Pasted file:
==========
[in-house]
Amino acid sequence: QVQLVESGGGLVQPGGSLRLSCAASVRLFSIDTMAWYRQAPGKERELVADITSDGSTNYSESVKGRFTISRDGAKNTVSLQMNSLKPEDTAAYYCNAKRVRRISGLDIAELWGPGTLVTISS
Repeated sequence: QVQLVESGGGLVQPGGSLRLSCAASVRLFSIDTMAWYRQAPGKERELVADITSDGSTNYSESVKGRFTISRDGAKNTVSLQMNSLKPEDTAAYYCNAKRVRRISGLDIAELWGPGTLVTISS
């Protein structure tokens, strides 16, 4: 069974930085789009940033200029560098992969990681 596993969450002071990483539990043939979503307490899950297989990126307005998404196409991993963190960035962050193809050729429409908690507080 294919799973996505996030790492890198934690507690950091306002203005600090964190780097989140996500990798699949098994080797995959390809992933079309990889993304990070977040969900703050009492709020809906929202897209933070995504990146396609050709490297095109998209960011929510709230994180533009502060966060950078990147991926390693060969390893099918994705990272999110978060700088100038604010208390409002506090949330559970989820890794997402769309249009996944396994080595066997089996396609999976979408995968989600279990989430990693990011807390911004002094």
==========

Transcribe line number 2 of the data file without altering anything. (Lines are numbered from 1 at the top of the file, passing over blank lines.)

Amino acid sequence: QVQLVESGGGLVQPGGSLRLSCAASVRLFSIDTMAWYRQAPGKERELVADITSDGSTNYSESVKGRFTISRDGAKNTVSLQMNSLKPEDTAAYYCNAKRVRRISGLDIAELWGPGTLVTISS